The Maritime History of the Great Lakes
British Whig (Kingston, ON), Aug. 30, 1837

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Opening of the Desjardins Canal.

On Wednesday morning last, three steamboats, the Britannia, Darlington and Experiment, left this City for Dundas, having on board many citizens to witness the opening of the Desjardins Canal. Many hundreds of the citizens of Dundas and neighbourhood were in waiting at the Canal to witness the arrival of the Boats, and to celebrate the opening of a work which cannot fail to prove a great stimulus to the growth and future prosperity of that interesting village. In a few weeks we hope to see floating upon its bosom, the produce of the flourishing agricultural townships of Waterloo, Guelph, Nichol, Wilmot, the Huron Territory, etc.....

About 180 persons sat down to dinner at Mr. Bamberger's Hotel - the Ancaster Band attended; the citizens generally participated in the celebration, and altogether the affair went off admirably. The Britannia experienced some little difficulty in getting up the Canal; the other steamers found no trouble whatever. The Canal will admit vessels drawing no more than 8 feet water. [Cobourg Star]

Windsor Harbor - In the course of last winter's session of our Provincial Parliament a grant of £9000 was made to improve this Harbor and Commissioners were appointed to carry such improvement into effect. We have of late been often asked what progress has been made by the Commissioners towards the completion of the work - but we can obtain no information on the subject.

It is generally allowed that the Windsor Harbour when improved will be one of the best, if not the very best, on Lake Ontario - and the recent tremendous gales have drawn very general attention to the early finishing of this work, as of vast importance to the safety of the shipping on these waters.

The Commissioners would therefore confer a favor on a numerous portion of the maritime community by publishing some account of the progress which they have may have made in executing the important trust committed to their charges. [Chronicle]

p.3 We have to notice an increased facility in the transport of goods and merchandize from Montreal to Kingston, via the Rideau Canal. Formerly it was the custom for the Shannon Steamboat to tow the Ottawa & Rideau Company's barges from Montreal to Bytown, where the Canal Steamers met them, and by consequence of the latter's not being always in attendance, some time was lost. Now the Canal steamers take charge of the barges at Grenville, and bring them all the way to Kingston, without stopping longer at Bytown than is necesary to pass the eight locks. The three boats Bytown, Cataraqui, and Rideau, will hereafter be constantly employed in this way, and experience has already proved that they are able to do the voyage easily within the week. On Monday sen'night the Cataraqui, with the entire lading of one of the barges on deck, performed the distance in less than 48 hours; & again, this week, the same vessels, having a barge in tow all the way, was only three days & two nights, from Grenville to Kingston. The Bytown was equally speedy on the trip she made. When the steamers have each three or four barges in tow, they may be probably a day or so longer, for this detention they have time allowed. The steamer Margaret takes the place of the Rideau in the River business.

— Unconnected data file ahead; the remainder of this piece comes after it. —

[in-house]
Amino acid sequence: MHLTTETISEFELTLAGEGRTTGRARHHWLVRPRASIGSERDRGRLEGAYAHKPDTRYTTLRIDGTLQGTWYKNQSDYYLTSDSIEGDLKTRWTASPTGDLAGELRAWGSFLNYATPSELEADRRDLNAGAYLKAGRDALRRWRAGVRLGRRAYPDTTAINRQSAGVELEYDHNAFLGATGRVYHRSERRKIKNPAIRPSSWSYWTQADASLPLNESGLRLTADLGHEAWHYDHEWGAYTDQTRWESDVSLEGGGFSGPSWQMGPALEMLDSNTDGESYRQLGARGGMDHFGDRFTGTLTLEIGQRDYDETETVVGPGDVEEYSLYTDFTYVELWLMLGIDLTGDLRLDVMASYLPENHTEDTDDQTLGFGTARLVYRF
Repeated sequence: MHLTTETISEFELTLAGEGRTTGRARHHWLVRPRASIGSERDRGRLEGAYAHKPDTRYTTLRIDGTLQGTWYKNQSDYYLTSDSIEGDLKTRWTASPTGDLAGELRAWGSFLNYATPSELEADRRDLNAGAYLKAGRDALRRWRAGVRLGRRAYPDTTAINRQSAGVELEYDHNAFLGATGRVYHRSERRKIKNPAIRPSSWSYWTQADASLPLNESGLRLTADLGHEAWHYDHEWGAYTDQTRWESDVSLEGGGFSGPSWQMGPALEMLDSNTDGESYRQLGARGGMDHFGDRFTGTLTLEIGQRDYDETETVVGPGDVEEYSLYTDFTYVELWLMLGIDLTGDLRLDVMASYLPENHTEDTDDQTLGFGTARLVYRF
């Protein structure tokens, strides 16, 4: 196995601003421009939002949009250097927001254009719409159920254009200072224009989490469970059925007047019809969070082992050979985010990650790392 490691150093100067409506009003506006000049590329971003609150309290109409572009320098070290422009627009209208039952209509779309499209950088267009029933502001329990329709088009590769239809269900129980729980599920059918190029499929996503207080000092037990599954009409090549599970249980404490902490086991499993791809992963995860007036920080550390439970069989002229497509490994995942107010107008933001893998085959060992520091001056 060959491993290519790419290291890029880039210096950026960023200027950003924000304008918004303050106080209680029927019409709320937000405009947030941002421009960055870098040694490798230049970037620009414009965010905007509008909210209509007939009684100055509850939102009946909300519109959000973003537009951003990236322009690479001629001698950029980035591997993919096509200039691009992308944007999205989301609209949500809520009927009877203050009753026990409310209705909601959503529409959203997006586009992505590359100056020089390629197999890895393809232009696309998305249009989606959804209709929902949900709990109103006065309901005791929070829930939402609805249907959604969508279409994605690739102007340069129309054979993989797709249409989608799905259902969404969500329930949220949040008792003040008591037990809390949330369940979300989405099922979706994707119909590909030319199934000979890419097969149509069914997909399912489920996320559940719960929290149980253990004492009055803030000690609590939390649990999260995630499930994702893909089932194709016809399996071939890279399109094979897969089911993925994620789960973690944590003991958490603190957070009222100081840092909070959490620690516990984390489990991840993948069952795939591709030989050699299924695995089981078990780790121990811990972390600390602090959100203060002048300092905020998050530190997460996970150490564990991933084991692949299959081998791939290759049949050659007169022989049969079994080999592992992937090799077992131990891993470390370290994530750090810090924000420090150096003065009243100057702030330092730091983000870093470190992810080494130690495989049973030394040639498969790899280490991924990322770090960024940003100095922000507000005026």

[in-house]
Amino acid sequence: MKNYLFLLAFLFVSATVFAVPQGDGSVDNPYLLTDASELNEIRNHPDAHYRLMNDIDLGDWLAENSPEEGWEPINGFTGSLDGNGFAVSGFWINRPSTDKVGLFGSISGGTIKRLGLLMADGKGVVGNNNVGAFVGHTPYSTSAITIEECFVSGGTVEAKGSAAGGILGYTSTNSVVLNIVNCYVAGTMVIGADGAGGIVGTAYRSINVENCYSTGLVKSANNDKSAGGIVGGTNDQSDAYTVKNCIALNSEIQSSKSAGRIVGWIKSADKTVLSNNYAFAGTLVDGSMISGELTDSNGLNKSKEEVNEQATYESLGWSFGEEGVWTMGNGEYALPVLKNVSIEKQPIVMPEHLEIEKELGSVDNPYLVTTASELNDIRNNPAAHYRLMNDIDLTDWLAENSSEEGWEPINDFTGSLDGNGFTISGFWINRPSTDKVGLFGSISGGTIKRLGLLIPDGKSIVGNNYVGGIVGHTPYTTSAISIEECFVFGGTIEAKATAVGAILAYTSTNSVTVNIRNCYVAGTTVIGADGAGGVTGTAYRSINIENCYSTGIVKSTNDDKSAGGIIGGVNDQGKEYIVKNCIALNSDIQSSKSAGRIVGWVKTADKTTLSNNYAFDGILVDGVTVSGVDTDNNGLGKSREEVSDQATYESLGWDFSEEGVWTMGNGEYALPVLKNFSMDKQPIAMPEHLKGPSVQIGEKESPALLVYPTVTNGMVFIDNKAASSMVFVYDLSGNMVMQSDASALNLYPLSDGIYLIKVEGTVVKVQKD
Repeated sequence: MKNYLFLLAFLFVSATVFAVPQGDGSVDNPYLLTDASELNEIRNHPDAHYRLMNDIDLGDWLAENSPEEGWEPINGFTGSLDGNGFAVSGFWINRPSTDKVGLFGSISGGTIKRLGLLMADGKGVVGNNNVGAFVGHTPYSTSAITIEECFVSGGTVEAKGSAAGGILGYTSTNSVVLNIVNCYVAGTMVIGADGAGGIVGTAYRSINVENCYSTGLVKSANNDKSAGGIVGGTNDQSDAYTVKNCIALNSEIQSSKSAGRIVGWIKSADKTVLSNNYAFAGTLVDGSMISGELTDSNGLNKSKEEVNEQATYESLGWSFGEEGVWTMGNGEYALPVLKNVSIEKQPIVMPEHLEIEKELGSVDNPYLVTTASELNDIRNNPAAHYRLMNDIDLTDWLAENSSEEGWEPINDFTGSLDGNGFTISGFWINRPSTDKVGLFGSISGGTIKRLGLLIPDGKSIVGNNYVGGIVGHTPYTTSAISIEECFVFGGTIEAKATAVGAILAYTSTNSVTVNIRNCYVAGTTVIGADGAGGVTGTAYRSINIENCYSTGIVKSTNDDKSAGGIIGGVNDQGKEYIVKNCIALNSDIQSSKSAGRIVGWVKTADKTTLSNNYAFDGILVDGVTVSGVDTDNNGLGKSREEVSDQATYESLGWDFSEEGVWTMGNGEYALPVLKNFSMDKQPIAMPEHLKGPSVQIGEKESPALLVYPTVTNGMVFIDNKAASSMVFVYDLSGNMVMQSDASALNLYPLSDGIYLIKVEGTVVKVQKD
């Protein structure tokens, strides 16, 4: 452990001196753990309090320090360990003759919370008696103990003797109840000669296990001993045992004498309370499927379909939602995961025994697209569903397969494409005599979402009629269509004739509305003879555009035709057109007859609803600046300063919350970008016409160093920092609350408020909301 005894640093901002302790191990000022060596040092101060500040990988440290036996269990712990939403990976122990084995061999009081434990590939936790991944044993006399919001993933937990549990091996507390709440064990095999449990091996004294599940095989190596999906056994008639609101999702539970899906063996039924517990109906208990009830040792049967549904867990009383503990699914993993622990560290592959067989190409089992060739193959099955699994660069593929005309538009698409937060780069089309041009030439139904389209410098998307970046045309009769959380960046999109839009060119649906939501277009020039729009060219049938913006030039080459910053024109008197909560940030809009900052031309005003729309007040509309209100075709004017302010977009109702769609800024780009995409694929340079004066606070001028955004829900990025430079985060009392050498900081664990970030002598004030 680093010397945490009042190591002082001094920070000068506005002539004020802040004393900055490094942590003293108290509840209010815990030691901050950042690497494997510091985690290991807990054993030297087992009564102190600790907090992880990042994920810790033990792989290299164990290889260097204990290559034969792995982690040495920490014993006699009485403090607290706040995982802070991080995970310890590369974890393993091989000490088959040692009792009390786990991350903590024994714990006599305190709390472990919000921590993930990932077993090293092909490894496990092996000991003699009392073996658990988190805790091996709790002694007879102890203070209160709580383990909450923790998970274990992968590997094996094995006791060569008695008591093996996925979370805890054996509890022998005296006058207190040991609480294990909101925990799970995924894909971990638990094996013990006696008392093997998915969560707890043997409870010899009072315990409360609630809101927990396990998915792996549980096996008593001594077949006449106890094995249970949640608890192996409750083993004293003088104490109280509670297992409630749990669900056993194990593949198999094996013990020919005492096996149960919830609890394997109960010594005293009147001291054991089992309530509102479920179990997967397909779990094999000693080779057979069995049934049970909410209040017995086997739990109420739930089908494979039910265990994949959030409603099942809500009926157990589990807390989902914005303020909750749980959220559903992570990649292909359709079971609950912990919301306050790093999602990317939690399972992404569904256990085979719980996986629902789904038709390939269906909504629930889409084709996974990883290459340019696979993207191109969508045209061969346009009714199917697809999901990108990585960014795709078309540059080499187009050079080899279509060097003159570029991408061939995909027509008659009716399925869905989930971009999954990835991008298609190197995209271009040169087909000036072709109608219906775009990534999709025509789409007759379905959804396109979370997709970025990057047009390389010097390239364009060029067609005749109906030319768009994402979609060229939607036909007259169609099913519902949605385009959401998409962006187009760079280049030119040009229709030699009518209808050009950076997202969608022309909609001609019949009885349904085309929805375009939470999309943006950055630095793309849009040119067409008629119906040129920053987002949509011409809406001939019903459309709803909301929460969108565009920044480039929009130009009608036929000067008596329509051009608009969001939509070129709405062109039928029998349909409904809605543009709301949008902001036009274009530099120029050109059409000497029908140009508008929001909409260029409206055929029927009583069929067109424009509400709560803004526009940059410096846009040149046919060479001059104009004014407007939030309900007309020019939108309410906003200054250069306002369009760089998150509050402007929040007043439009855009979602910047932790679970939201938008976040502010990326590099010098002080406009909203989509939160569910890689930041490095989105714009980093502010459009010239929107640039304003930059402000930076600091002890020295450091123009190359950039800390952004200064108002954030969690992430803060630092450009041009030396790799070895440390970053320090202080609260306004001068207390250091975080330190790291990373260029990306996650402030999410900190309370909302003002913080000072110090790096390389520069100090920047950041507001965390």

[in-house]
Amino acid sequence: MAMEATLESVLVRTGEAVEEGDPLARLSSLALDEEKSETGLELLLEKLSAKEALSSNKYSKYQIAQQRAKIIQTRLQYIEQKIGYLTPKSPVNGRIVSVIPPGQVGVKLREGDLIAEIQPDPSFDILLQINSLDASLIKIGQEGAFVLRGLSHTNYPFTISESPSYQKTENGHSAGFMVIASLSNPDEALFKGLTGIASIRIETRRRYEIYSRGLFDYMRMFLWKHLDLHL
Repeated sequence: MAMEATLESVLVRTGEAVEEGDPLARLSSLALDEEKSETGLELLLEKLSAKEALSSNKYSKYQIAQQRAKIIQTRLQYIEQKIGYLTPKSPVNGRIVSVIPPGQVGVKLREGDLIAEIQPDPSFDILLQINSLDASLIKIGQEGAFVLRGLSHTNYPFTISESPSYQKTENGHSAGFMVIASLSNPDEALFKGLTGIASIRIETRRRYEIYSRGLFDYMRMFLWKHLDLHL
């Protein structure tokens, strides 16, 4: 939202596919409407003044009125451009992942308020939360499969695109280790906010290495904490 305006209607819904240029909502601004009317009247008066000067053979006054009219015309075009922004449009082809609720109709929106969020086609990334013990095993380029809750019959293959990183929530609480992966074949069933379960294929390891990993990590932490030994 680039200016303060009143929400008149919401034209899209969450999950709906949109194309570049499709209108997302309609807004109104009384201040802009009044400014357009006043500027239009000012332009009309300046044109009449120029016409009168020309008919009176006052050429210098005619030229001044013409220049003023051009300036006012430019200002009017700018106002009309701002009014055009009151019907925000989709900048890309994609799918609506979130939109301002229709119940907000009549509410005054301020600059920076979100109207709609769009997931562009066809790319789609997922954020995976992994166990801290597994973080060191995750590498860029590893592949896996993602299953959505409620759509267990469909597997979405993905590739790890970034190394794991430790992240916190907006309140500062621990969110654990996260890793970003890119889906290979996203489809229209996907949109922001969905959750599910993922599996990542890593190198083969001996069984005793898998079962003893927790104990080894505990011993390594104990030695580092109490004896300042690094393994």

Captain Ballentine:

Will leave Kingston and Prescott, as follows:

From Kingston to Prescott,

Every Monday, Wednesday and Friday, at 9 o'clock, Forenoon; touching at French Creek and Brockville.

From Prescott to Kingston,

Every Tuesday, Thursday and Saturday at 7 o'clock, Morning; touching at Ogdensburgh, Maitland, Morristown, Brockville and French Creek.


O. & R.F. Co.

Kingston, August 30th, 1837.


Arrivals from Grenville and Bytown.

Aug. 27th - The steamer Bytown, Bowen, with barge Emigrant in tow, and the lading of the barge Frances on deck, 92 passengers (consignees listed.)

Aug. 28th - The steamer Cataraqui, Drummond, with barge Traveller in tow. 37 passengers (consignees listed.)

Departures for Grenville and Bytown.

Aug. 25 - The steamer Rideau, Hunter.

Aug. 28 - The steamer Bytown, Bowen.

Aug. 30 - The steamer Cataraqui, Drummond.

Departures for Montreal & Prescott.

Aug. 25 - The steamer Margaret, Ballentyne.

Aug. 28 - The steamer Margaret, Ballentyne.

Aug. 29 - The barge Emigrant (consignees listed.)

The Buffalo Star states the following shipwreck, on the authority of a gentleman just arrived from Chicago. We most sincerely trust the information may prove incorrect:

The North Carolina left Chicago on Sunday, July 31st, loaded with passengers for Buffalo. On the Tuesday evening following, our informant, who had seen the N.C. before she sailed,) left Chicago in the steam boat Bunker Hill, for the same destination. When the boat reached Mackinaw, the Captain was informed that the North Carolina had not reached the port, and it was feared she was wrecked, as the appearance of a wreck was discovered by a boat which had passed previously. Upon this information the Captain of the Bunker Hill went back forty miles where the wreck was discovered. A portion of the stern and sails only were above the water; and it is supposed that all on board have perished. The North Carolina had a large number of passengers amongst whom were ten or twelve ladies.

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Aug. 30, 1837
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Rick Neilson
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Public domain: Copyright has expired according to the applicable Canadian or American laws. No restrictions on use.
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British Whig (Kingston, ON), Aug. 30, 1837